When we are young, we experience certain moments pre-linguistically, which is to say words do not entirely shape our world. There are certain gut reactions we have which are leftovers from our pre-linguistic days. These gut reactions or intuitions shape our early perceptual framework. It is doubtful that certain of our present understandings could be explained otherwise. Even an analysis given totally to Wittgenstein’s framework would have to agree with this understanding, but would probably place this type of thinking within the realm of mysticism. Spinoza places this type of knowledge in his third category called intuition.
Once we learn language, the perceptual framework, which was formed pre-linguistically begins to fade, but we continue, in some ways to be given to gut reactions or intuition. For example, there are certain fears we have developed, for which we cannot explain. Also, because we are, as Chomsky puts it, prone to language, we make meaningless attempts to provide nomenclature for our fears such as the saying, “the boogey man will get you.” The fear may be warranted but the language used to describe the fear may add more to confusion than to the assuaging of the situation.
This also happens in religion. There is a certain guilt that must be accepted for the addressing of certain events, which were probably first experienced pre-linguistically, but are now described by terms or phrases which may be inadequate. To this point, I have been watching many stories, video, and photos from the activity in Ferguson. One picture, in particular, has really disturbed me. There was a young lady on her knees on the ground where Michael Brown was shot praying in front of a sign, which read, “Rest in Peace Michael.” Maybe, it is just me, and I stipulate this possibility first, but this phrase just seems inadequate when compared to the way in which he died. I know some will quote I Corinthians 15:58, but is it possible that this phrase is not appropriate in all situations and is a leftover from a perceptual framework which no longer works.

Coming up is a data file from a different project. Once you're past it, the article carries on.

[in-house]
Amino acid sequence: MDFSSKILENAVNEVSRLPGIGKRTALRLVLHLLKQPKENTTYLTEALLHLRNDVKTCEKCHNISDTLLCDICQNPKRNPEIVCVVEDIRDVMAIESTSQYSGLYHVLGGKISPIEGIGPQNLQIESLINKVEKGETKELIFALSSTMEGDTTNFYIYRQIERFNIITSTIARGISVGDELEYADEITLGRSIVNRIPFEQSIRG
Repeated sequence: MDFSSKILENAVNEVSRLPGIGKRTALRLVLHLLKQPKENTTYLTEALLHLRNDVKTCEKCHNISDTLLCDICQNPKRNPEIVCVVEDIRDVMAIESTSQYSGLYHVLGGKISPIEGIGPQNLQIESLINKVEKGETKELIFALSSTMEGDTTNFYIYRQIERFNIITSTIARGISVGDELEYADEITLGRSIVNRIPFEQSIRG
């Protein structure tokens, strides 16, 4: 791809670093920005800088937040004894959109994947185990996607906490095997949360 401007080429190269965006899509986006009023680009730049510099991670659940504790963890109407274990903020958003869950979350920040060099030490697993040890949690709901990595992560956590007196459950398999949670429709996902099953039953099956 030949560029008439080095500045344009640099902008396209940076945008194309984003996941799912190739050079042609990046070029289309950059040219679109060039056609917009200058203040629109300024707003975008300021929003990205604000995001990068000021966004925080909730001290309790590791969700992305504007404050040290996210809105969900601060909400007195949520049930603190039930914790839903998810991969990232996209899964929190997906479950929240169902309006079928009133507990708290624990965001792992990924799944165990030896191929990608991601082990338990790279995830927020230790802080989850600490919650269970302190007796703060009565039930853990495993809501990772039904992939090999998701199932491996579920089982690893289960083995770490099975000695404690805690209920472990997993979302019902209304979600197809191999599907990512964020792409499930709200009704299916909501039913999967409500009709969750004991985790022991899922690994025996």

Since our words and phrases create worlds of understanding and color how we see in general and specifically, I would like to suggest that there are other phrases, which may be just as biblical but may also have a better application in certain situations such as Ferguson. How about, “Was my death in vain,” or “There is a time for everything, what time is it now,” and if that is too long then try “Why was I forsaken.” These are just a few of the new, more adequate phrases I would like to suggest for all senseless murders. We have typically tried to use a phrase, which is more adequate for a description of the person in the moment. However, if it is at all possible to change our perceptual frameworks in an instant with one phrase, or to at least move in that direction, then I suggest that the phrases I have put forth go a long way in serving this purpose.